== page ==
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Anemia treatment may be a double-edged sword

Erythropoietin has so far been known to doctors as a hormone that boosts red-blood-cell production. Now, a mouse study led by Lois Smith, MD, PhD, an ophthalmologist at Children's Hospital Boston, shows it also keeps blood vessels alive and growing in the eye. The findings not only add a new function to the hormone, but also give doctors a reason to pause before prescribing it to patients with diseases affected by abnormal blood-vessel growth, such as retinopathy and cancer.

The study, published in the February issue of the Journal of Clinical Investigation (online January 24), also found that whether the hormone is a risk or benefit depends on the timing of administration.

Smith and first author Jing Chen, PhD, worked in mice with retinopathy, an eye disease that begins when healthy blood vessels nourishing the retina die. Numerous vessels then grow in, but they are deformed. Ultimately, the deformed vessels may pull the retina off the back of the eye, causing blindness.

The researchers measured erythropoietin produced in the retina as the disease progressed. Production was 3 to 10 times below normal during early-stage retinopathy, when healthy blood vessels died, and 12 to 33 times above normal during late-stage retinopathy, when deformed blood vessels grew into the retina. The researchers concluded that erythropoietin helps blood vessels survive and grow in the retina, with effects that may be healthy or harmful.

Next, the team examined whether giving erythropoietin could treat retinopathy. They injected erythropoietin into the bloodstream either early, as the mice lost healthy blood vessels, or later, when deformed blood vessels began to invade--then compared them with untreated mice.

Boosting erythropoietin early slowed the disease. The mice lost half as many healthy blood vessels, causing about 30 percent fewer deformed vessels to grow in. Raising erythropoietin levels later, when deformed blood vessels were present, appeared to accelerate the disease--slightly more deformed blood vessels grew in.

If similar effects are found in humans, and its use is properly timed, then giving erythropoietin early could slow loss of healthy blood vessels in retinopathy, says Smith. "Right now, there is very little out there to treat blood vessel loss in patients with retinopathy. However, further studies on the restoration of normal levels of erythropoietin are needed to translate these results to patients."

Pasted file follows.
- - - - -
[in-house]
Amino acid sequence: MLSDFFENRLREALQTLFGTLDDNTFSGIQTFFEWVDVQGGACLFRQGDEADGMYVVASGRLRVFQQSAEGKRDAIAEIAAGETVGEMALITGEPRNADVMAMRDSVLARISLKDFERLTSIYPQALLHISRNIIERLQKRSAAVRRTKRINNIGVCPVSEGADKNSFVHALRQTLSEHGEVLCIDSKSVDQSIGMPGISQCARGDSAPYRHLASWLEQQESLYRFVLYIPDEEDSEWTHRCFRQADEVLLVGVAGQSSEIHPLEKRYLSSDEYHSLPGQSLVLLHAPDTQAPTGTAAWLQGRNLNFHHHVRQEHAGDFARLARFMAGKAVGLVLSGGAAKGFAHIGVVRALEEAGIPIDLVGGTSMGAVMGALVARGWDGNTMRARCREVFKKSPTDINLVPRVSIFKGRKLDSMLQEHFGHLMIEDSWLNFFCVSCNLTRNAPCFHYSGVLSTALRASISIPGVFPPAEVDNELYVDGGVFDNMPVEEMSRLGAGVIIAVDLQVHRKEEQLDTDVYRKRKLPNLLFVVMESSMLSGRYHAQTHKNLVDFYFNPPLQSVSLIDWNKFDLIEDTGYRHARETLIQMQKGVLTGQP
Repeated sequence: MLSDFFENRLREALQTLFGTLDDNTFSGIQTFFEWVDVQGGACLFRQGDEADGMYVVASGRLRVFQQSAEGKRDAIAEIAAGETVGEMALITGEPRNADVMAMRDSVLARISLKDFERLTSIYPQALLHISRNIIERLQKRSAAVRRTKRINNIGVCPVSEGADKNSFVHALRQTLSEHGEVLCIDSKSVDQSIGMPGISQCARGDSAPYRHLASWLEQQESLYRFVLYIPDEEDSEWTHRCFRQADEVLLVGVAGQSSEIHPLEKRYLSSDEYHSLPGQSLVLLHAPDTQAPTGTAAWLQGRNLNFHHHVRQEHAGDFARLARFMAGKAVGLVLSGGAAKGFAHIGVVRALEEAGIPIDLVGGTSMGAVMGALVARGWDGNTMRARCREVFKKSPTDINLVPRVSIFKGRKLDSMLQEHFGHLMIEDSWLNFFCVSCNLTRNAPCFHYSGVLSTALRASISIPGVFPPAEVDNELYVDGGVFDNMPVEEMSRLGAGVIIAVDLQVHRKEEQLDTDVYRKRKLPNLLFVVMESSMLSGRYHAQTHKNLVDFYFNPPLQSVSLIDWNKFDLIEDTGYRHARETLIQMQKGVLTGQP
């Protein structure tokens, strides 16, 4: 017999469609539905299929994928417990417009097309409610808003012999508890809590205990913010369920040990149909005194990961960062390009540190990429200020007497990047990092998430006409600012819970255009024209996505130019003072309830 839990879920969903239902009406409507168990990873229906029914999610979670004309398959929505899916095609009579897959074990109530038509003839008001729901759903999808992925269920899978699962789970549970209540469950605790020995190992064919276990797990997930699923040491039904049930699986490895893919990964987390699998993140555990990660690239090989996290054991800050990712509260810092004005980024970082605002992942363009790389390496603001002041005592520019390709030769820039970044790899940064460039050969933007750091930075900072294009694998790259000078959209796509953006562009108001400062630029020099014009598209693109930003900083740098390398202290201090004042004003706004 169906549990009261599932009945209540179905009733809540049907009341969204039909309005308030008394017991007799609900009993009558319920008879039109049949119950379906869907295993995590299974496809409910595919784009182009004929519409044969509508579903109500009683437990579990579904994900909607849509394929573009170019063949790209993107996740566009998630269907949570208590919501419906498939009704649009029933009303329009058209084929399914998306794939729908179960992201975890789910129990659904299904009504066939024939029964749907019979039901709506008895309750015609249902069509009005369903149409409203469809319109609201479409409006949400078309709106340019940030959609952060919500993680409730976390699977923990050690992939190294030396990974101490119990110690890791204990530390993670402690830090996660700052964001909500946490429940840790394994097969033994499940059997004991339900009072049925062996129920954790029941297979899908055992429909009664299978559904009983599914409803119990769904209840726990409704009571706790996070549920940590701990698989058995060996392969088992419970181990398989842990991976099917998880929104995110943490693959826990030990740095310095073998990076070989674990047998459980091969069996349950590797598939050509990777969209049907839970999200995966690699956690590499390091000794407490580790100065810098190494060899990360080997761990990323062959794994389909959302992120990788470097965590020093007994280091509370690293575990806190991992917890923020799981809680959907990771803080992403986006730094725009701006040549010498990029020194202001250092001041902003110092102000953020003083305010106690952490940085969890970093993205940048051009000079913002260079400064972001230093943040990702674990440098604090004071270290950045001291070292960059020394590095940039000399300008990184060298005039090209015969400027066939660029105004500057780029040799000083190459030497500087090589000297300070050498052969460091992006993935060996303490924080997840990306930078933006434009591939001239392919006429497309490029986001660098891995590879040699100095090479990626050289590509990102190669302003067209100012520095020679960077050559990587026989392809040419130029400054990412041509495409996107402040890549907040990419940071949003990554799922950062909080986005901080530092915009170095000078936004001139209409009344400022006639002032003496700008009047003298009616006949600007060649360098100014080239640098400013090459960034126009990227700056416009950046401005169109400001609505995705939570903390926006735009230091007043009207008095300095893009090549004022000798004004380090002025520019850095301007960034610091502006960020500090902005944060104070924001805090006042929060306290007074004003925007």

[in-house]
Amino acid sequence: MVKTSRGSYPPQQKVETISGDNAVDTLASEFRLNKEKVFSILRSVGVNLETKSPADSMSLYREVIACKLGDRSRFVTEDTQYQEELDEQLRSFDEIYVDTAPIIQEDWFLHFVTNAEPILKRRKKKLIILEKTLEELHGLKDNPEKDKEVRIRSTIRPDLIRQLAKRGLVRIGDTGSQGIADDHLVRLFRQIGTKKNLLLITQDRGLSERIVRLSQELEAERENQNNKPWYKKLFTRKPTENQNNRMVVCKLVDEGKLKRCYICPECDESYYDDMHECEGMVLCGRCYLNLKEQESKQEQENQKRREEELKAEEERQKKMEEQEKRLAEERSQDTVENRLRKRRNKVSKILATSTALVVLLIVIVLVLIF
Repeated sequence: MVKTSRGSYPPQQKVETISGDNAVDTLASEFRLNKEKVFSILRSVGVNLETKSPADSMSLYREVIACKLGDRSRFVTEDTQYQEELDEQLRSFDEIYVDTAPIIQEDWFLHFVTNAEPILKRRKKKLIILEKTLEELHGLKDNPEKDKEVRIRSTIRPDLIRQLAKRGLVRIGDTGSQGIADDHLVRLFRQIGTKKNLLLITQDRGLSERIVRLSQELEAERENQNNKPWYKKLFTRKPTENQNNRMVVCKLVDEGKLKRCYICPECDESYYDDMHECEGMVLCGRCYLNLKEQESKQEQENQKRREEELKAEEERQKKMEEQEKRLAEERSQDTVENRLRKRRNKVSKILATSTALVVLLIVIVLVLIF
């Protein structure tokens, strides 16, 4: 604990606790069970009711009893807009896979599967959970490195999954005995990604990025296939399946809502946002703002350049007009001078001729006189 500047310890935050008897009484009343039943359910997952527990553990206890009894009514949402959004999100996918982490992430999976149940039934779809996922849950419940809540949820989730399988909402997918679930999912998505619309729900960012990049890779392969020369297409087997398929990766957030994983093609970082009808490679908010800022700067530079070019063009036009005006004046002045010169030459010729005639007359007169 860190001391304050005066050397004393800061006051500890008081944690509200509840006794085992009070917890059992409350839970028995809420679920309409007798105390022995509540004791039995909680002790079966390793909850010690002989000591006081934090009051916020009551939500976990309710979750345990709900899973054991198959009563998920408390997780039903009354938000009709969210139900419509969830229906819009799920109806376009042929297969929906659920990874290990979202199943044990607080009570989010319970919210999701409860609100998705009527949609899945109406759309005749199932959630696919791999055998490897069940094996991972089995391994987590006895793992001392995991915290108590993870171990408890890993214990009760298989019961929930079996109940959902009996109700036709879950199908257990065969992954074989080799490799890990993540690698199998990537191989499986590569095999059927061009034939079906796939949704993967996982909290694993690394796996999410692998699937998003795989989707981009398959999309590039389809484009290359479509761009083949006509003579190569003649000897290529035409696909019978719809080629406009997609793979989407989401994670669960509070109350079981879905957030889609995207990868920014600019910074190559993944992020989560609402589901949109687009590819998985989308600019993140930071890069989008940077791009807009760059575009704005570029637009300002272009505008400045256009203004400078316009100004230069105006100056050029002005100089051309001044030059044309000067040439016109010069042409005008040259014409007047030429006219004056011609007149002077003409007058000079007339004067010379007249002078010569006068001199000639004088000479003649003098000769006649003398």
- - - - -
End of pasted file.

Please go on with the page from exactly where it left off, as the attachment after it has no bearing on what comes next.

In other diseases, like cancer, in which doctors need to slow blood vessel growth, the hormone could be blocked, although clinical trials would need to confirm this idea, she adds.

But given at the wrong time, erythropoietin may make blood vessels grow in an unhealthy way, says Smith. For example, because it boosts red blood cells, erythropoietin is often prescribed to premature babies and diabetic adults for anemia. Some of these patients also have retinopathy. Giving the hormone at the wrong time might help anemia, but worsen the eye disease.

"We're not saying, 'don't do it.' We're saying, 'think about it,'" says Smith. "Physicians should look at the state of the eye before giving erythropoietin to patients with retinopathy. They should consider not giving it to patients with full-blown retinopathy, in which abnormal vessels are present, because our work suggests it may accelerate the disease. However, if a patient is early on in the disease, then our work suggests erythropoietin may be beneficial."

Cancer patients, who often take erythropoietin for anemia, face a similar potential risk, says Smith. "Since erythropoietin has the potential to make blood vessels in tumors grow, it could make tumors worse, although a clinical trial is required to know if this is true in humans."

Overall, Smith says her mouse studies are a reason for doctors to think and researchers to investigate, not for patients to panic.


Contact: Keri Stedman
Children's Hospital Boston

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